TCU v. Oregon State, Sept. 4
The Beavers tend to underwhelm in September—in 2009, they barely beat UNLV and lost to Cincinnati. The year before, they lost to Stanford and Penn State before collecting themselves and beating Hawaii and USC. The Beavers don’t travel well, going 22-27 on the road under Mike Riley. TCU, on the other hand, does well on the road and is 9-2 against BCS teams. The keys matchups of the game are Oregon State running back Jacquizz Rodgers vs. the always stingy Horned Frogs’ front seven, and the Beavers’ secondary against vastly under-rated quarterback Andy Dalton. This game could go down to the last second.
Iowa vs. Wisconsin, Oct. 23
Both Wisconsin and Iowa have the Rose Bowl in their sights this year—Ohio State and Northwestern both stood in their way last year. This year, Iowa is ranked No. 9, Wisconsin No. 12, and both of them get Ohio State at their respective home stadiums. The Buckeyes are at Wisconsin on Oct. 16. Playing devil’s advocate is always a fun role, so let’s assume Ohio State drops a game against either Iowa or Wisconsin. Consequences? The winner of the Iowa-Wisconsin game goes to Pasadena on Jan. 1. Or beyond.
Florida State vs. Florida, Nov. 27
The numbers aren’t pretty: Florida has beaten Florida State by a collective score of 182-58 in the last five years, and the Seminoles have dropped six straight games against the Gators. This year, however, things may be different—Tim Tebow is gone and the Seminoles have returning quarterback Christian Ponder as a legit Heisman candidate. Yes, every year it seems we hear about Florida State being improved, and every year it ends up just a rumor. And a Sept. 11 game at Oklahoma looms large. But a loaded Seminoles’ offense against a rebuilding Gators’ defense means things could get interesting at Florida’s Swamp.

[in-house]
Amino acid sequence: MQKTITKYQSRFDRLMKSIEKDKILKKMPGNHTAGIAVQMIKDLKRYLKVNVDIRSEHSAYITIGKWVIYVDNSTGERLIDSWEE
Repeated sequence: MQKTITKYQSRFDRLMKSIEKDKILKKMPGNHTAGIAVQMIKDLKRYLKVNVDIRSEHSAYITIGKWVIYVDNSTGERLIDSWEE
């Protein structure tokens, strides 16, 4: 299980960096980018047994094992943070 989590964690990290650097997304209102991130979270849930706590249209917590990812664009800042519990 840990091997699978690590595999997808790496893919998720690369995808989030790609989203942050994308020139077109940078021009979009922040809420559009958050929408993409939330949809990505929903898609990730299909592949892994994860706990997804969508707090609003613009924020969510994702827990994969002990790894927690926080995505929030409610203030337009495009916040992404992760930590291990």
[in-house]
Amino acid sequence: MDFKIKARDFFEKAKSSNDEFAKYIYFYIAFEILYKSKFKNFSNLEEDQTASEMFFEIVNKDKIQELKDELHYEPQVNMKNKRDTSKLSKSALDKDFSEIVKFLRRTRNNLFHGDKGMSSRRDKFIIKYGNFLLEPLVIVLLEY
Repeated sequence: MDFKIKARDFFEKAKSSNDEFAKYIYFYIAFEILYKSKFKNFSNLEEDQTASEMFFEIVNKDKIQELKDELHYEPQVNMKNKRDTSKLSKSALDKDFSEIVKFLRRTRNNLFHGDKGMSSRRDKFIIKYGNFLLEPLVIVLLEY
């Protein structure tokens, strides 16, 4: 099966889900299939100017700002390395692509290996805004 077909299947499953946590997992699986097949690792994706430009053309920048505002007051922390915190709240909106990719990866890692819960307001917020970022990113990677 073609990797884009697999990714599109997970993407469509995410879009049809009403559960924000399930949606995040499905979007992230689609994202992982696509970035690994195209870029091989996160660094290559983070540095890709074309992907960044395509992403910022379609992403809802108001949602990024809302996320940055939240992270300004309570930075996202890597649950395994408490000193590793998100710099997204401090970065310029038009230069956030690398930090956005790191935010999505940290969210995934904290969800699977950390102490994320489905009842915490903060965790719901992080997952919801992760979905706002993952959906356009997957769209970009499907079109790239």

Alabama vs. Penn State, Sept. 11
For the football purist, nothing beats a classic intersectional, and this game, only played 13 times before, remains a favorite. It’s old-school football with plain helmet vs plain helmet. Big Ten fans have taken a lot of heat from SEC fans, so this game will either resurrect one conference’s fan base or add fuel to the fire for another’s. Make no mistake, this game is all about conference dominance—even Auburn fans will be rooting for Alabama. It’ll be a low-scoring game, but a chess match between two college football geniuses that is not to be missed.
Pittsburgh vs. West Virginia, Nov. 26
When the last two games’ outcomes are decided in the last minute, it’s a great rivalry. When the last three games are decided by four points are less, it’s automatically the game of the week. West Virginia and Pittsburgh will be the two leading Big East contenders for an automatic BCS Bowl berth and what better game to determine who goes than the Backyard Brawl? Throw in two Heisman candidate running backs in one game—Pitt’s Dion Lewis and West Virginia’s Noel Devine—and you’ve got a Friday night barnburner on a Thanksgiving weekend that includes Michigan-Ohio State, Alabama-Auburn, and Notre Dame-USC, to name a few.
Army vs. Navy, Dec. 11
How special is this game? It’s the only regular season FBS game scheduled for that Saturday. It stands alone as the showcase for true competition between two elite institutions which live by honor and code, respect and tradition. It’s also the only college football game that features two winners every year—this game has no losers in the end. Watch. Listen. Learn. This is the greatest college football rivalry game. Period.